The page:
Finding Audrey by Sophie Kinsella brings to light the issue of anxiety through the viewpoint of a young adult. I’ve had anxiety ever since I was ten years old so reading this book made me reflect on my life, what I went through and continue to experience each and every day. Audrey’s account with anxiety is not only very relatable but highly accurate. Besides the recurring theme of anxiety, Sophie Kinsella discusses another issue—one that not only hits close to home, but is a bigger problem than we care to admit. Finding Audrey confronts the extreme attachment we have with technology and how it affects our well being and our relationships.
Our Internet addiction is unfortunately becoming seen as a normality with each passing day. There isn’t a day that goes by where we aren’t constantly checking our phones or playing a video game for hours on end. The author not only addresses the issue, but goes about it in a humorous way in Finding Audrey.
Throughout the story, we encounter a multitude of confrontations between Frank, Audrey’s brother and their mother because of his video game addiction. You know, typical teenager stuff. With Frank’s distant behavior and increase irritability, the components of addiction are there. He spends most of his time glued to a screen while his mother, on the other hand, is trying to break through to him and preaches that finding another hobby such as music, reading or outdoor activities will make him a more well rounded person. With two completely different viewpoints, this feud can only end in disaster as they don’t see eye to eye.
Sophie Kinsella did a great job highlighting society’s internet addiction. This was not only shown through Frank’s behavior, but we see moments where his parents show the same signs. Both sides are blinded by ego. Frank sees his video game addiction as a serious undertaking, while his parents see their use of the internet more rational since they use it for work. This broken family shares similarities that we see in our own household.
Audrey brings all of these points together perfectly as she examines the viewpoint of her brother and the viewpoint of her mother.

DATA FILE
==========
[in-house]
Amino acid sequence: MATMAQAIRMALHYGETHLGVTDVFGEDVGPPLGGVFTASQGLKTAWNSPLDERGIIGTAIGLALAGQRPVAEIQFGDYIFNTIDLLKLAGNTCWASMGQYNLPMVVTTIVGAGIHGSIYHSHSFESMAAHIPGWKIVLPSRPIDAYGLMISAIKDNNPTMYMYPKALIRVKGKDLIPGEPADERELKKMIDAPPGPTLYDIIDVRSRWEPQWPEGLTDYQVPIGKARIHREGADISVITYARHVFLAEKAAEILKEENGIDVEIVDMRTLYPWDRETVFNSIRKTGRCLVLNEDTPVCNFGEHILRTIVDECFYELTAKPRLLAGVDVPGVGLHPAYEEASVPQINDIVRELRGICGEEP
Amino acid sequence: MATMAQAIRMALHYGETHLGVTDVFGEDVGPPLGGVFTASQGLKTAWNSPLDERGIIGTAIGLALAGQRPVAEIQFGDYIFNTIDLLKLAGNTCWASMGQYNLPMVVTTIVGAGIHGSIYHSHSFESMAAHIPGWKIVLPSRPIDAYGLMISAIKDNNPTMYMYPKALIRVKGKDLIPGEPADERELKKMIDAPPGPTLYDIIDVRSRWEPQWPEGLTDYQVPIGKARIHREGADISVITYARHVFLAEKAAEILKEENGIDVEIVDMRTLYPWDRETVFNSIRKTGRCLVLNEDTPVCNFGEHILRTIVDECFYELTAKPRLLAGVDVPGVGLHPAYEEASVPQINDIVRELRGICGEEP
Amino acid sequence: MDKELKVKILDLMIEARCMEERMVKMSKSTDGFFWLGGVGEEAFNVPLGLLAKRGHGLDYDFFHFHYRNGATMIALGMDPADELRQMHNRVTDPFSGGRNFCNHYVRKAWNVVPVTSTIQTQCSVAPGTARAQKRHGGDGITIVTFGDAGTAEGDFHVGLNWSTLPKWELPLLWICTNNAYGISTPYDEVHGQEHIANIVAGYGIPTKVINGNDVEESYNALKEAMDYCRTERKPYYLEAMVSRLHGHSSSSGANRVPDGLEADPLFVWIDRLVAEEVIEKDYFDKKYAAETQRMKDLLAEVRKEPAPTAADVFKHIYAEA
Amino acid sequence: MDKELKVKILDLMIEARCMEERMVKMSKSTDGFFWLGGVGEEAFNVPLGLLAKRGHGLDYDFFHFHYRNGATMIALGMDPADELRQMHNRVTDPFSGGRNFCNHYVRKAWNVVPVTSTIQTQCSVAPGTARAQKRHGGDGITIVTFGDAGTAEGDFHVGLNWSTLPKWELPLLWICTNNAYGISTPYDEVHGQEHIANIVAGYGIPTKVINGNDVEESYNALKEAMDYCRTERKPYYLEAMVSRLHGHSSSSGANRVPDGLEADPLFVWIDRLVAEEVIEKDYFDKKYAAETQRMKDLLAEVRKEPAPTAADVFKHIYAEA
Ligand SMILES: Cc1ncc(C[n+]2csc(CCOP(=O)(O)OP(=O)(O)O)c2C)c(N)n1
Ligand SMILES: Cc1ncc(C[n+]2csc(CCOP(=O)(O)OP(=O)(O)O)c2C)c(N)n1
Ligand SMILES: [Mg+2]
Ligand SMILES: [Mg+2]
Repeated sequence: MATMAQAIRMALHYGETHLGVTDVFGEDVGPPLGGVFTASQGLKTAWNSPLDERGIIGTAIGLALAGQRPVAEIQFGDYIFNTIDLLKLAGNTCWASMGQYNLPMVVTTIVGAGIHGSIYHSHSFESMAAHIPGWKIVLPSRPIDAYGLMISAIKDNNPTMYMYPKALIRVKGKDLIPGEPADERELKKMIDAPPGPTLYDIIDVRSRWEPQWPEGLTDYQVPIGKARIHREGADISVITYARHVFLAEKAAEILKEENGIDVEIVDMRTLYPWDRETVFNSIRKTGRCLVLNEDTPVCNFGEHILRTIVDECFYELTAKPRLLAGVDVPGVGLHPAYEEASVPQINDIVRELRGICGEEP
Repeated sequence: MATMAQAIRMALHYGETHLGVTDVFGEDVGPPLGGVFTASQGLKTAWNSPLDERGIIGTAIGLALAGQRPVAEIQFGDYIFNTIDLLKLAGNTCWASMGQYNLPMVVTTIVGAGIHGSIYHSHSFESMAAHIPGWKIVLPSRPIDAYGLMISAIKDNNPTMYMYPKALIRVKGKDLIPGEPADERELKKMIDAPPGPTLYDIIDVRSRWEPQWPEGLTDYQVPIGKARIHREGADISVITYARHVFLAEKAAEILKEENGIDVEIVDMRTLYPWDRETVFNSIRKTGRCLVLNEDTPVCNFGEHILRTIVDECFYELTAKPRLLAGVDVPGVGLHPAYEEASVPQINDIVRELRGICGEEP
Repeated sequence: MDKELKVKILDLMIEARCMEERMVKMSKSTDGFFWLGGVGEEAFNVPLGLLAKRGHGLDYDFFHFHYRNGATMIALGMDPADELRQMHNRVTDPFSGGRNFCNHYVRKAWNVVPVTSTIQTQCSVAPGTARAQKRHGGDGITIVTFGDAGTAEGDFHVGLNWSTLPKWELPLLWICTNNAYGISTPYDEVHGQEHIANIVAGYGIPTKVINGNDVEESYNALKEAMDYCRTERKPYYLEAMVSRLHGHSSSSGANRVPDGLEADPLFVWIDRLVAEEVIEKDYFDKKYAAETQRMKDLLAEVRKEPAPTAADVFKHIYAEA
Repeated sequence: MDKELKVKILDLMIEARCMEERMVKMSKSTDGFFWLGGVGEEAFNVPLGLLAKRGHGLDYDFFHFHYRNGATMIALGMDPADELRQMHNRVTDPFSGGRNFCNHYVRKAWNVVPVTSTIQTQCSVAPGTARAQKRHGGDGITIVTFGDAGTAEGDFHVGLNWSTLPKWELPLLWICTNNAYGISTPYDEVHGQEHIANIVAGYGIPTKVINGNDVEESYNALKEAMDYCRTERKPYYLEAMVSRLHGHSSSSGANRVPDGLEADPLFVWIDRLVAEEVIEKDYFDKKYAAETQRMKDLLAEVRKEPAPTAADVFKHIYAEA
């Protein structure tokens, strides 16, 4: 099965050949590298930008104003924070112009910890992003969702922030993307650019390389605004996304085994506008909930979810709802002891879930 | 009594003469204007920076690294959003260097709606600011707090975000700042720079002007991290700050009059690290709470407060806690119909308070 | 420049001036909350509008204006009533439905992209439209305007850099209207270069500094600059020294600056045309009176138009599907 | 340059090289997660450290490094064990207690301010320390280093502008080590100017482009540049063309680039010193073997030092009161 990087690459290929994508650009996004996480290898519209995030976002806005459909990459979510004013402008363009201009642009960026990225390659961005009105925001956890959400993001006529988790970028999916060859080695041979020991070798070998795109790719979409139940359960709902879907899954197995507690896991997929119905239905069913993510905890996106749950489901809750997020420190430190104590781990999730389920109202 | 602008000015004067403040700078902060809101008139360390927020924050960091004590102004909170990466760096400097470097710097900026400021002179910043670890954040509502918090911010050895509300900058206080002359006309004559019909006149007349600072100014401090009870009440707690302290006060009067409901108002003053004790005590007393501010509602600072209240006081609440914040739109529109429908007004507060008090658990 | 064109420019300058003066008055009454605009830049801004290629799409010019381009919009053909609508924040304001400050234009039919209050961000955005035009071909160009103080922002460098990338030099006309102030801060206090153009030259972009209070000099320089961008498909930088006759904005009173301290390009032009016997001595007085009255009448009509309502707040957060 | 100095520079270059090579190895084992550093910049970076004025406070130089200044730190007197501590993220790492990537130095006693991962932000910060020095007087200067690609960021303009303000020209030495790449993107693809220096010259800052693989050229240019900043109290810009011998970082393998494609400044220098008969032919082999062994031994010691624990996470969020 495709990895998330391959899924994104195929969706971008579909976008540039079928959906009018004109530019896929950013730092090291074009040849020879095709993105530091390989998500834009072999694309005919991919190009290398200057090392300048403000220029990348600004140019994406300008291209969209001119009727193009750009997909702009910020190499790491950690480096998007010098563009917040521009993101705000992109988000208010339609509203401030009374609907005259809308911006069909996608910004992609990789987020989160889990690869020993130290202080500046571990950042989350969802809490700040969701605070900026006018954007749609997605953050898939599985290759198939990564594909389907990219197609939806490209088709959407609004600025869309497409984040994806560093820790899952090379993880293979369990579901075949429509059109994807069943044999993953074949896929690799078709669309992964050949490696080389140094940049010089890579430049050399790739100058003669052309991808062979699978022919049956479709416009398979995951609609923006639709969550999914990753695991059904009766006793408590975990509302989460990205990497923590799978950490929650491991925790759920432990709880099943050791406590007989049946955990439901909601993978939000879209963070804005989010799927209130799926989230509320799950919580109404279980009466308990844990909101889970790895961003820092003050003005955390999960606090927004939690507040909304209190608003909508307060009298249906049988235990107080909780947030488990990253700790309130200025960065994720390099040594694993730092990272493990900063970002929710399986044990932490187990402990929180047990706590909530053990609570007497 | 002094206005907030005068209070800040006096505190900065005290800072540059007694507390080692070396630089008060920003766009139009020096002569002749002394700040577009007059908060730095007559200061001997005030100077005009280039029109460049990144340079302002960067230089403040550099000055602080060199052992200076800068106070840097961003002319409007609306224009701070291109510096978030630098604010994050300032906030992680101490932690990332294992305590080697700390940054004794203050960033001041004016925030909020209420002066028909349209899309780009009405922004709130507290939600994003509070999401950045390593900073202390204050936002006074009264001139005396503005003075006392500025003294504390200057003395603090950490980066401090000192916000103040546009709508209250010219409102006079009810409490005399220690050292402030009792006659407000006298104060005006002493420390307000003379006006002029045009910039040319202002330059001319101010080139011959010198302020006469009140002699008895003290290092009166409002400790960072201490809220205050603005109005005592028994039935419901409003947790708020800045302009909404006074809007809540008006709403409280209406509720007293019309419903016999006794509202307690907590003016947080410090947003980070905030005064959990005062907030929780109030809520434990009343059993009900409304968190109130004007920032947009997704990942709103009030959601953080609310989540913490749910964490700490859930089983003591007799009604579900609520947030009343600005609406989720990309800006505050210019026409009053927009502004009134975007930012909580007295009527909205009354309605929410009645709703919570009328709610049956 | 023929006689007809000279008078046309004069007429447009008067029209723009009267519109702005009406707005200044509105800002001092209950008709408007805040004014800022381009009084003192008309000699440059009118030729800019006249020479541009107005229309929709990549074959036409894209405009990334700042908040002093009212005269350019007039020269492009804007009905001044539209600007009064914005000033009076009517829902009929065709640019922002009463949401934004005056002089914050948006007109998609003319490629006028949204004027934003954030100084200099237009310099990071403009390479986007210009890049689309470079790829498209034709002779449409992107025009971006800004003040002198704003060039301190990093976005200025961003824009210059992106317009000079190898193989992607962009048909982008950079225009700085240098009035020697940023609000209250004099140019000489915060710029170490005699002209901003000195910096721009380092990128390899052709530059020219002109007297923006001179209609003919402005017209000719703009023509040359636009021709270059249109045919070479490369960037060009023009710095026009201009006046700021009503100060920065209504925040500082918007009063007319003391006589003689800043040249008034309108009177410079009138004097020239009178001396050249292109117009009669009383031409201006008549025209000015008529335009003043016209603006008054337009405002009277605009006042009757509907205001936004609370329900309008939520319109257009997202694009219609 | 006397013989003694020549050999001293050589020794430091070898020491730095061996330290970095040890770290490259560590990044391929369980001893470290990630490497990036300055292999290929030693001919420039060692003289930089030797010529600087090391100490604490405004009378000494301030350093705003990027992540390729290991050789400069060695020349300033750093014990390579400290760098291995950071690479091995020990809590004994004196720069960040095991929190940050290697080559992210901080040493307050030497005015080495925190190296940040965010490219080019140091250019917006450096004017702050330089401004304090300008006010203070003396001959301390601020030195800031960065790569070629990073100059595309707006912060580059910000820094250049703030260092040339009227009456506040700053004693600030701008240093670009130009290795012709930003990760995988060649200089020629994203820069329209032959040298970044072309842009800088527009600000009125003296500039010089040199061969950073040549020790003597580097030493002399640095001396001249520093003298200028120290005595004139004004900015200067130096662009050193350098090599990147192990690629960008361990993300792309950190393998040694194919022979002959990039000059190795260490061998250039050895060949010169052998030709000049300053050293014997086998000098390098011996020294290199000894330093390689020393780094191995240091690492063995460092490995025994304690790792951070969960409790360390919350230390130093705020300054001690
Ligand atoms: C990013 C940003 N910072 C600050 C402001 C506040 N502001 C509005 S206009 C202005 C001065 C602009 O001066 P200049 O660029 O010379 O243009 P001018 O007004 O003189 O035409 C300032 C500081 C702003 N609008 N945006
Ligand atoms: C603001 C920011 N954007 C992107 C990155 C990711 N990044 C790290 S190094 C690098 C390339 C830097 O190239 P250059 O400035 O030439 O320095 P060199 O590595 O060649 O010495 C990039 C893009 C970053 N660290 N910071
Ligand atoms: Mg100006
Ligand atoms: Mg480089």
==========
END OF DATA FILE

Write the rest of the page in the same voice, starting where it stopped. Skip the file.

“The thing about Mum is, she doesn’t know what she’s talking about. I don’t mean that in a bad way. It’s just, no adults do. They’re totally ignorant, but they’re in control. It’s nuts. The parents are in charge of all the stuff like technology in the house and time on screens and hours on social media, but then their computer goes wrong and they’re like a baby, going, “What happened to my document?” “I can’t get Facebook.” “How do I load a picture? Double-click what? What does that mean?” And we have to sort it out for them.” (Kinsella, 131).
Though parents mean well, the increase of technology and the addiction is seen across the board. We’re all at fault and have to stop pointing the blame. From parents even down to young adults, this addiction has become a little frightening. We are all addicted to the internet and we all have to strive to find a better balance between being glued to a screen and engrossing ourselves in other hobbies. Kinsella’s humorous viewpoint brings to light the heavy topic and I think everyone can take something away from the story. Finding Audrey takes a stand on this issue through the use of storytelling and humor.
Overall, Finding Audrey was a joy to read. It was quite the page turner that kept me engaged during the entirety of the story. It was laugh out loud funny and heartfelt throughout. Audrey’s experience with anxiety was raw and very accurate. I found myself knowing exactly how she feels, which brought some peace because it reminded me I wasn’t alone. Also, Frank’s obsession with online video games draws conclusions as to where we are in society and as individuals. Though there were some gaps and missteps in the plot that seemed a bit abrupt or rushed, I still thoroughly enjoyed it nonetheless.